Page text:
Biden goes to China
Donald Trump can still win re-election in November, but foreign governments read the same polls we do. They know that Joe Biden heads into the homestretch with a sizeable polling lead — both nationally and in the states most likely to decide the outcome. Naturally, they're thinking ahead to what a Biden foreign policy might look like.
They're probably glad that Biden gives them a half-century track record to study. (He was first elected to local office in 1970 and to the US Senate in 1972.) The six years he spent as ranking member, then chairman, of the Senate Foreign Relations Committee, his term as co-chairman of the Senate's NATO Observer Group, and his eight years as Barack Obama's vice president tell them that he's essentially a "liberal internationalist," a person who believes that America must lead a global advance of democracy and freedom — and that close cooperation with allies is essential for success.
Nowhere is the difference between the Trump and Biden worldviews more obvious than in their approaches to China. Both say China threatens the security of the United States in a variety of ways, and that a tough approach to Beijing is required.
But Biden says the US needs strong bonds with its Asian and European allies to meet the China challenges, while Trump has proven ready to throw punches at anyone, including traditional allies, when he sees a threat to US interests.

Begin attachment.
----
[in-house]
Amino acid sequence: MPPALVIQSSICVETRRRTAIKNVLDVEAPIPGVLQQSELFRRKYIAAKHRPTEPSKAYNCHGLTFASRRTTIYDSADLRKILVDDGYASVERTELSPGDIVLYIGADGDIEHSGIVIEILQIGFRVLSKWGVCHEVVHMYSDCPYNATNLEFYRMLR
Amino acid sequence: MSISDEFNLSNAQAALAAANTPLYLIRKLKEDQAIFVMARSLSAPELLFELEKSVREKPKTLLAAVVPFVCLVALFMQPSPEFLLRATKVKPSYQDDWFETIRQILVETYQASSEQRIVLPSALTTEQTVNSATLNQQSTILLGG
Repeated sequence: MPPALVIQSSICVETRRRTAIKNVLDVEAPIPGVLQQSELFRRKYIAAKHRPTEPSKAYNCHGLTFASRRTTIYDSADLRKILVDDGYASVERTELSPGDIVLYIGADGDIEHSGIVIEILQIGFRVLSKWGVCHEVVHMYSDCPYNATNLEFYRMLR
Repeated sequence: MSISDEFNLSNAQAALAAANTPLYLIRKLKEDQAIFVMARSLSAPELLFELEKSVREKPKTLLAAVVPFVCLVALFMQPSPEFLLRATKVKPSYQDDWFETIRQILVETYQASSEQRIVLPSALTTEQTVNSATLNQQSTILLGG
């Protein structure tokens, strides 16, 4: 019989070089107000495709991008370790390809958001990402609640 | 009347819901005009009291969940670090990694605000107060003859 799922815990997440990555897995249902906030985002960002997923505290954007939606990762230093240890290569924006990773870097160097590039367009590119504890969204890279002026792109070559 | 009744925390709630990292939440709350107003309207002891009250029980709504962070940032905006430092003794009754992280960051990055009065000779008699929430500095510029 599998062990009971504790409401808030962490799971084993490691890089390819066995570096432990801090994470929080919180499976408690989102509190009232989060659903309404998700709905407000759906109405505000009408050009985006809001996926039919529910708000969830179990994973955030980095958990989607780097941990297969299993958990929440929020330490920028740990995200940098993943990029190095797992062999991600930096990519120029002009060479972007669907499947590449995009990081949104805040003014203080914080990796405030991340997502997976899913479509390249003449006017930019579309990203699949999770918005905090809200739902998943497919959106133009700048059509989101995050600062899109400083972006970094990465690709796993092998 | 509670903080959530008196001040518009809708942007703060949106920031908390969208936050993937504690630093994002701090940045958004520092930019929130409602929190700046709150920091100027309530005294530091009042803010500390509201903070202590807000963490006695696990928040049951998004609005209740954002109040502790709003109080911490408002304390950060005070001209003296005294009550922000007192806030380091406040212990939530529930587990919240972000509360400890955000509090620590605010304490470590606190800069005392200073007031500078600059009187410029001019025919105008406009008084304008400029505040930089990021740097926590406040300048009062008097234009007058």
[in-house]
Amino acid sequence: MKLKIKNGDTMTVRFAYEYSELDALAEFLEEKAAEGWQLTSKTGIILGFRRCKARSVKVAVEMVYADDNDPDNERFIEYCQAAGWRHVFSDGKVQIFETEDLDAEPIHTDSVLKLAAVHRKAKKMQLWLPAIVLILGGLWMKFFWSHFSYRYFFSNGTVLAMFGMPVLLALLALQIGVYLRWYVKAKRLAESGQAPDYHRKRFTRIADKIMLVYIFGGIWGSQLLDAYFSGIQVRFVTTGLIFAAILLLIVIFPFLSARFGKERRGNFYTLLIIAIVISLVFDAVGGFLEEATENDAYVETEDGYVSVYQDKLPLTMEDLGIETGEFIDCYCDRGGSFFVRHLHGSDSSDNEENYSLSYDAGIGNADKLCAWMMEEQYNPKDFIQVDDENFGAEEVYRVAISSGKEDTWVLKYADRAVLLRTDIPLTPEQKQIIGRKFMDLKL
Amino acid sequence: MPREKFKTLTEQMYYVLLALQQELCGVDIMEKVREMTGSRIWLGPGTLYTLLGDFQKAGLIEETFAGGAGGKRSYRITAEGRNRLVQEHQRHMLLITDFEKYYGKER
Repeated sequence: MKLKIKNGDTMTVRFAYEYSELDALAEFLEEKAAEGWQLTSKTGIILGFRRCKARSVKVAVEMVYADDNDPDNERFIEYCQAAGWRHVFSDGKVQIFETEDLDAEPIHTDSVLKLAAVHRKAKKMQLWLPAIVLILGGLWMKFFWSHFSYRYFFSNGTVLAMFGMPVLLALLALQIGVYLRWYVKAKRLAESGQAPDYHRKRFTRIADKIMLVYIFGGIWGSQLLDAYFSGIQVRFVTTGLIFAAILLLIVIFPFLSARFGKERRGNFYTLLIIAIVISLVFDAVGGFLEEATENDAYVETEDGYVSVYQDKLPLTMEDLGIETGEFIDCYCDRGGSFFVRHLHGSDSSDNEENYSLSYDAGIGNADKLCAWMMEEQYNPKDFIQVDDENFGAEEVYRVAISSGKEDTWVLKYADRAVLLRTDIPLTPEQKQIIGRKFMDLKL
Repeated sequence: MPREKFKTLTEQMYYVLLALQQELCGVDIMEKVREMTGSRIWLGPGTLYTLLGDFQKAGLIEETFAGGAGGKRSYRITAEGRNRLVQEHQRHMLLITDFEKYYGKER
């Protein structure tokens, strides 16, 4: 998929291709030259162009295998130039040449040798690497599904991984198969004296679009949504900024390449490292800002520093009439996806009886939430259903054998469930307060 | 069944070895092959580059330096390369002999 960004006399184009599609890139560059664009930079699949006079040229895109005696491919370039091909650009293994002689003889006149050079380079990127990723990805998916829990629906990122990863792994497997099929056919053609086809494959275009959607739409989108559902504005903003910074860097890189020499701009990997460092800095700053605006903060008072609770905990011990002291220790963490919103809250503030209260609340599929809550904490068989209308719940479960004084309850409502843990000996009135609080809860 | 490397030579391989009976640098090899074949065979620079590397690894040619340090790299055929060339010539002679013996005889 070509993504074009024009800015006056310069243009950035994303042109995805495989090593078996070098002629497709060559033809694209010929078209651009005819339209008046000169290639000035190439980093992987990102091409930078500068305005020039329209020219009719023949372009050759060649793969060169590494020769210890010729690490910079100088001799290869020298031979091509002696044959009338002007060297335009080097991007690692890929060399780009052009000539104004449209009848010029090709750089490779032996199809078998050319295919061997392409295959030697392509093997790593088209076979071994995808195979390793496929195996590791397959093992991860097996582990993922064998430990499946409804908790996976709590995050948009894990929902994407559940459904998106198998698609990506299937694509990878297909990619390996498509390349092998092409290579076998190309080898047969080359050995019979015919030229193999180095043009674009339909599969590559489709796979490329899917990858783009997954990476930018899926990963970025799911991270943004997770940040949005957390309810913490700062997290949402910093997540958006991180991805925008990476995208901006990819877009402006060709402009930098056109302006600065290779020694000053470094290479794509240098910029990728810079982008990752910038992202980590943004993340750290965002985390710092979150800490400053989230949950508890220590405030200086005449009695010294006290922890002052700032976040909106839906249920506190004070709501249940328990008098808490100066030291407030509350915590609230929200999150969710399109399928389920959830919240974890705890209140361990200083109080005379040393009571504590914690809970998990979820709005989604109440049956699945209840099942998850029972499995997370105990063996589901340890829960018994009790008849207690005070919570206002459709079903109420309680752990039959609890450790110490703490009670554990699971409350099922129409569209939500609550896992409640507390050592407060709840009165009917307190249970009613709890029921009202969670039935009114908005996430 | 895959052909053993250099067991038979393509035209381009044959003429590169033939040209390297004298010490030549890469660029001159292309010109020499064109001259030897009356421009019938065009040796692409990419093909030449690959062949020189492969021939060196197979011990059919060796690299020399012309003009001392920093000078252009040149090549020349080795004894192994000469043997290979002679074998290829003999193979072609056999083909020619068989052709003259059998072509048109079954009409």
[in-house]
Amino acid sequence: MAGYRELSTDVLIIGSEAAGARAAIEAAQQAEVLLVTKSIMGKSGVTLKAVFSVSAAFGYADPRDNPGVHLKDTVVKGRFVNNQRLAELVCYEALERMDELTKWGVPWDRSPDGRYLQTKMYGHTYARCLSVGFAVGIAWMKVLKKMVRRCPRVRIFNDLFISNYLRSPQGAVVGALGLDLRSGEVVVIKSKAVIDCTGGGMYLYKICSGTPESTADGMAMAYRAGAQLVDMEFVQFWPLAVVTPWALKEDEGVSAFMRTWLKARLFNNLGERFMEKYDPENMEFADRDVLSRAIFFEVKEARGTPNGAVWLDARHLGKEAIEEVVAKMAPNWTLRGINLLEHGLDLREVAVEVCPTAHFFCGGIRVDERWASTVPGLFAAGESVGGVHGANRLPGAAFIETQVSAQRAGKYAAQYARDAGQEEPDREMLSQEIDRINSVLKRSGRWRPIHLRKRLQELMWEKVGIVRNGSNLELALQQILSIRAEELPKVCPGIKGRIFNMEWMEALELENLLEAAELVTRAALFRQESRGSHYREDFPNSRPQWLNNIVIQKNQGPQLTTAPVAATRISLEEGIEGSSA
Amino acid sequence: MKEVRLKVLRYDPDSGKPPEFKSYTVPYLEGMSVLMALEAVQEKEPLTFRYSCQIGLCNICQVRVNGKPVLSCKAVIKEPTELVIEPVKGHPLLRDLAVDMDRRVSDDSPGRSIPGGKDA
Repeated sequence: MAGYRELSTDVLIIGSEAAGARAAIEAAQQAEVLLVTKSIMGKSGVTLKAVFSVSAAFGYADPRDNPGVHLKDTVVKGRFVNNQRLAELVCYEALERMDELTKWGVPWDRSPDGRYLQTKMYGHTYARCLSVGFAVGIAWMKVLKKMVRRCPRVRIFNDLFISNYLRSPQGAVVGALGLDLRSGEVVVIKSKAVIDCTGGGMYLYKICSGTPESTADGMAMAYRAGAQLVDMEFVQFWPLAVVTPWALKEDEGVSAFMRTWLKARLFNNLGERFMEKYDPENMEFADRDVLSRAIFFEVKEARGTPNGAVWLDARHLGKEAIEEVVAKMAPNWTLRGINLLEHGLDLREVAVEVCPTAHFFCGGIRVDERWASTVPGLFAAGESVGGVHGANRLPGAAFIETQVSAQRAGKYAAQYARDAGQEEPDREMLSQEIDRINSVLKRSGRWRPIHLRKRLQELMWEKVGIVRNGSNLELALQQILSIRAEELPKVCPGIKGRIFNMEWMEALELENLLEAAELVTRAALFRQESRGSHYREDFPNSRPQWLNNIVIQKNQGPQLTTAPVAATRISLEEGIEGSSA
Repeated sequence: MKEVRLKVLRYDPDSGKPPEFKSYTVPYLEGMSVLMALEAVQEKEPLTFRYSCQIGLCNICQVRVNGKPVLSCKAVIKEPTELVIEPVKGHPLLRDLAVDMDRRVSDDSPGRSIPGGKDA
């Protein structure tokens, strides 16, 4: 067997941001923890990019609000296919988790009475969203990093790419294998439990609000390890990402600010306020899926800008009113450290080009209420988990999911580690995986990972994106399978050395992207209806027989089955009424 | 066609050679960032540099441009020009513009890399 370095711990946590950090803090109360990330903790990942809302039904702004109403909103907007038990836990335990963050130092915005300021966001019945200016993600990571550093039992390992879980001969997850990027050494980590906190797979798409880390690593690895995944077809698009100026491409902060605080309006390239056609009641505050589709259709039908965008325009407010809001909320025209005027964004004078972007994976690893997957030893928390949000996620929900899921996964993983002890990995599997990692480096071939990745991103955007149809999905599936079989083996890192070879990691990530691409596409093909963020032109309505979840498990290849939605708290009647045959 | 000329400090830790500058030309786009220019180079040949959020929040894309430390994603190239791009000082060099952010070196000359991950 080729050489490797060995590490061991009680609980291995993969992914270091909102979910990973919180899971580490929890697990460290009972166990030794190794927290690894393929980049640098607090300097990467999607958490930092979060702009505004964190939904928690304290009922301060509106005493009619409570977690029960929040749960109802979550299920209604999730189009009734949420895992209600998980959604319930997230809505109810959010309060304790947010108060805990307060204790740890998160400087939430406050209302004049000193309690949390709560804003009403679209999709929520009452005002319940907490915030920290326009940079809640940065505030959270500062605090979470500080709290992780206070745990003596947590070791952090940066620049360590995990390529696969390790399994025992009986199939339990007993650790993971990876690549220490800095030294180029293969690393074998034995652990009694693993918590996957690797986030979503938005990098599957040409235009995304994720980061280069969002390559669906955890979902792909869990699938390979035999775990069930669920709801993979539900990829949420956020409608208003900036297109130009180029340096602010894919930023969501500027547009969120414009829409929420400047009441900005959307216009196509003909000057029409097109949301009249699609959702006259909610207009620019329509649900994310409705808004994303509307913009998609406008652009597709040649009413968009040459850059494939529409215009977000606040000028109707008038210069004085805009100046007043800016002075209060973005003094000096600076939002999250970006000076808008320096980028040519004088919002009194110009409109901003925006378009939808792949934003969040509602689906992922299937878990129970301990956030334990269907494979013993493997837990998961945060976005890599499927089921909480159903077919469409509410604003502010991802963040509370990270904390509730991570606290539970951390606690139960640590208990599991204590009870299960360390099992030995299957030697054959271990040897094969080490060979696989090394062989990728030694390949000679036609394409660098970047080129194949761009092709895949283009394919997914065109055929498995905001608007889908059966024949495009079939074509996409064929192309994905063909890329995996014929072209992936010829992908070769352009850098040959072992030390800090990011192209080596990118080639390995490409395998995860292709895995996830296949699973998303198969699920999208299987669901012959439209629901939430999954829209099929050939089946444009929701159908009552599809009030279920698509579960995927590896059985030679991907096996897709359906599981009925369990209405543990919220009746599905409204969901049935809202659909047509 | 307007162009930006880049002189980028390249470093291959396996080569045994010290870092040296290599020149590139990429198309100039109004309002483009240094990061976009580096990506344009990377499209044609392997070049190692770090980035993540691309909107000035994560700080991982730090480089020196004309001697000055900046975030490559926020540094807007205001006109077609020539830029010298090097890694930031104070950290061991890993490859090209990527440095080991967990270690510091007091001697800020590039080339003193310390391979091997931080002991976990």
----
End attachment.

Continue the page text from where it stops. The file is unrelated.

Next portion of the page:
Biden's approach would lead him to both engage China, as Trump has sometimes done, and to try to restore trust with Japan, South Korea, and the EU after Trump has threatened to rethink traditional security ties and to launch trade action against all of them. To present China with a united front, he might even try to persuade reluctant Democrats to rejoin the trade pact once known as the Trans-Pacific Partnership, a deal that tightens commercial connections with US allies in Asia and excludes a China unwilling to liberalize to meet the agreement's terms. He would also coordinate more closely with Europe on trade, technology, and climate strategies.
But if Joe Biden becomes president, he'll discover that the world has changed in important ways since he and Barack Obama left the White House in January 2017.
First, China has become a much more forceful international player. Xi Jinping has consolidated power to a degree not seen in China since the death of Mao Zedong in 1976. China has also become more aggressive. The South China Sea and Hong Kong offer compelling recent examples.
Second, allies have now seen just how fast things can change in the United States. If Trump represented a sharp departure from traditional US foreign policy, it's in part because millions of Americans wanted that change. That segment of voters doesn't want the US to play global policeman, and they believe allies take advantage of foolish American generosity. That view won't leave with Trump. It will be back. Maybe soon.
So traditional US allies in Asia and Europe may welcome a president who offers a hand of friendship instead of threats of tariffs, but they know China is only becoming more important in the world — and that China is much more likely than an increasingly erratic America to chart a predictable course over the next ten years. At 77, Biden would be the oldest person ever elected US president. Would he even serve a second term?
Bottom line: For Biden, meeting the challenges posed by China requires a long-term investment in relations with allies — relations that are built on trust. Rebuilding that trust would be his great foreign policy challenge. How to persuade those all-important allies that Mr. Hyde is gone, and Dr. Jekyll is here to stay?